Saturday, October 1, 2011

iPhone 5 To Be Announced Next Week According to Apple Engineers

We are just a week away from the iPhone 5 announcement, according to sources giving information to Nick Bilton from The New York Times. According to the sources which were unnamed Apple employees, the iPhone 5 is just a week away from being announced by Apple with a ‘fairly different’ design. The iPhone 5 design will not be so different from the Case-Mate case design for the iPhone 5 that were leaked early today.

iPhone 5 caseIt was also said that the next iPhone will have an eight-megapixel camera that will be made by Sony, as expected ever since Sony’s CEO Howard Stringer accidentally revealed earlier this year during an interview with the Wall Street Journal’s Walt Mossberg. The Apple engineer also said that the iPhone 5 would feature a faster A5 dual-core processor.

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Microsoft releases Windows 8 Developer Preview

The Windows 8 Start screen borrows heavily from Windows Phone 7

The Windows 8 Start screen borrows heavily from Windows Phone 7

Image Gallery (4 images)

Microsoft previewed the next version of its Windows OS in June at D9 and a few more details leaked out shortly after that, but the biggest reveal came this week with Microsoft giving a preview of Windows 8 to kick off its Build conference, followed by the Developer Preview hitting Microsoft servers for anyone to download. With the surge in popularity of touchscreen devices over the past few years the new OS is designed to run on a wider variety of devices and chipsets and embraces touch and apps in a big way with the new "Metro style" interface.

Although Windows 8 has similar system requirements to Windows 7, it boots much faster by saving the kernel memory at shutdown and reloading it during startup. Borrowing from Windows Phone 7, the default Windows 8 Start screen features customizable live tiles, although users can switch to the traditional desktop interface via the desktop tile.

Microsoft has designed Windows 8 is a one-size-fits-all OS to run on everything from 10-inch tablets to 27-inch desktops so users can swipe and scroll via touchscreen, touchpad or mouse. Not one, but two virtual keyboards - one full sized and another split thumb keyboard - are on board for devices without physical keyboards.

No doubt envious of Apple raking in all that cash from its App Store, Microsoft has placed a strong emphasis on apps in Windows 8 and put the new Windows Store front and center so it's easy to buy them. Like Apple, Microsoft will screen all apps before they make it to the Windows Store. Apps can be run in full screen, work on x86, x64 and ARM platforms and adapt to different screen resolutions and device form factors. Different apps can also communicate with each other and will sync over multiple devices.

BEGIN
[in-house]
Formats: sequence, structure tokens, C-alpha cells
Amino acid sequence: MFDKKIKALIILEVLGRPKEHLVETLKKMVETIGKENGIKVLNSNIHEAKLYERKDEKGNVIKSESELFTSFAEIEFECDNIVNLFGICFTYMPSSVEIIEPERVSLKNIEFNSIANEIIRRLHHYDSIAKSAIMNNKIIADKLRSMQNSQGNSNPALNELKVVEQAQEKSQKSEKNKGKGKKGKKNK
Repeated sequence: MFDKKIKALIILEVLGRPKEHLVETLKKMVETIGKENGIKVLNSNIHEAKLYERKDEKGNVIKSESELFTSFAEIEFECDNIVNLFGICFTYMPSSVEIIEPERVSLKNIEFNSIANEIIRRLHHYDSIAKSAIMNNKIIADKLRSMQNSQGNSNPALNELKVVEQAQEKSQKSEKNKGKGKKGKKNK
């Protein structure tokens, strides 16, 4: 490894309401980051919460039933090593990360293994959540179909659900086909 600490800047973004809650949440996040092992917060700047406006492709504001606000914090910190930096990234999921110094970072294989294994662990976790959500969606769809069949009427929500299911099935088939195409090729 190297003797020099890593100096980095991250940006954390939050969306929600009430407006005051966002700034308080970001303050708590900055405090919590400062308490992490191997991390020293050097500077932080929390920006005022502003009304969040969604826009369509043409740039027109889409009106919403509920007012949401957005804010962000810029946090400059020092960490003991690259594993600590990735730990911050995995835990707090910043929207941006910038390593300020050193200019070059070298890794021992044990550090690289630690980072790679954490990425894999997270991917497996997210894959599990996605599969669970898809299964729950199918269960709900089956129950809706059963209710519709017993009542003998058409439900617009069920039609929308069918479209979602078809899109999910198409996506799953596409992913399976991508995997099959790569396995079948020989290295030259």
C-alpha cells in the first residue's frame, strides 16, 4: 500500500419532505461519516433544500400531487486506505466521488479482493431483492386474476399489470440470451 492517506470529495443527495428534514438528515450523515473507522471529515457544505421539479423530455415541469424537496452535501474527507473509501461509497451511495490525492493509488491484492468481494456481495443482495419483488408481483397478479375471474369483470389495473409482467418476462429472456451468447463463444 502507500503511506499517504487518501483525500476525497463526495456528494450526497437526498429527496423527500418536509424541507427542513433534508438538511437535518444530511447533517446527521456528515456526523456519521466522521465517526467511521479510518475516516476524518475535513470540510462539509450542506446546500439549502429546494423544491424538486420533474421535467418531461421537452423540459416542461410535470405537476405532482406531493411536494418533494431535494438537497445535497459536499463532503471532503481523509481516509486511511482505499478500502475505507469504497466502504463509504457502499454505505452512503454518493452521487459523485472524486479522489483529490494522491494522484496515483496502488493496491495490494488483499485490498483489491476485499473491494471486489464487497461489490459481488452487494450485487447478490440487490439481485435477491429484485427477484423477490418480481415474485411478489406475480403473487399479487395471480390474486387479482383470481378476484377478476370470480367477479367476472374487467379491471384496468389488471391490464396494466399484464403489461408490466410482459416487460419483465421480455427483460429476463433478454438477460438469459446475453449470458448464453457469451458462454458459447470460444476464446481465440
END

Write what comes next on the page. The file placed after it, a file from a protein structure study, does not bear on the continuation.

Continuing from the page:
Internet Explorer 10 is onboard and has been optimized for touch browsing with gesture-based navigation and a touch-friendly navigation bar that only appears when you ask (swipe) for it. Notably, Microsoft has also followed Apple's lead and will ditch plug-ins, including Flash, in the Metro version of IE10 for use on tablets in order to improve battery life, security and reliability. However, plug-ins will still be supported in the desktop version on IE10.

Windows 8 is compatible with Windows 7 applications and Windows Explorer and Task Manager have been redesigned to bring commonly used features to the fore. Explorer will feature the controversial "ribbon" toolbar, while Task Manager is now an all-in-one dashboard to monitor and control your PC, with information tracked in real time and able to be viewed as summary graphs.

With the release of the Windows 8 Developer Preview, Microsoft will refine and update the OS using the feedback from developers. The company hasn't set a date for the finished version but isn't expected until the second half of 2012. If you want to get a taste of the new OS the Developer Preview is available for download here.

But be warned, this is an early version and is still buggy. It can only be installed as a clean install and can only be removed with a reformat so be sure to use a separate partition or spare machine because you won't be able to go crying to Microsoft if you run into any problems.

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Friday, September 30, 2011

The Climate Reality Project's 24 hour live streamed event beginning NOW - alert your friends

The Climate Reality Project has just kicked off its '24 Hours of Reality' live streamed ev...

The Climate Reality Project has just kicked off its '24 Hours of Reality' live streamed event

The Climate Reality Project (formerly known as the Alliance for Climate Protection) has just kicked off its "24 Hours of Reality" live streamed event. The presentation runs 24 hours, is available in 13 languages, and is the beginning of a worldwide campaign to tell the truth about the climate crisis and reject the misinformation we hear every day.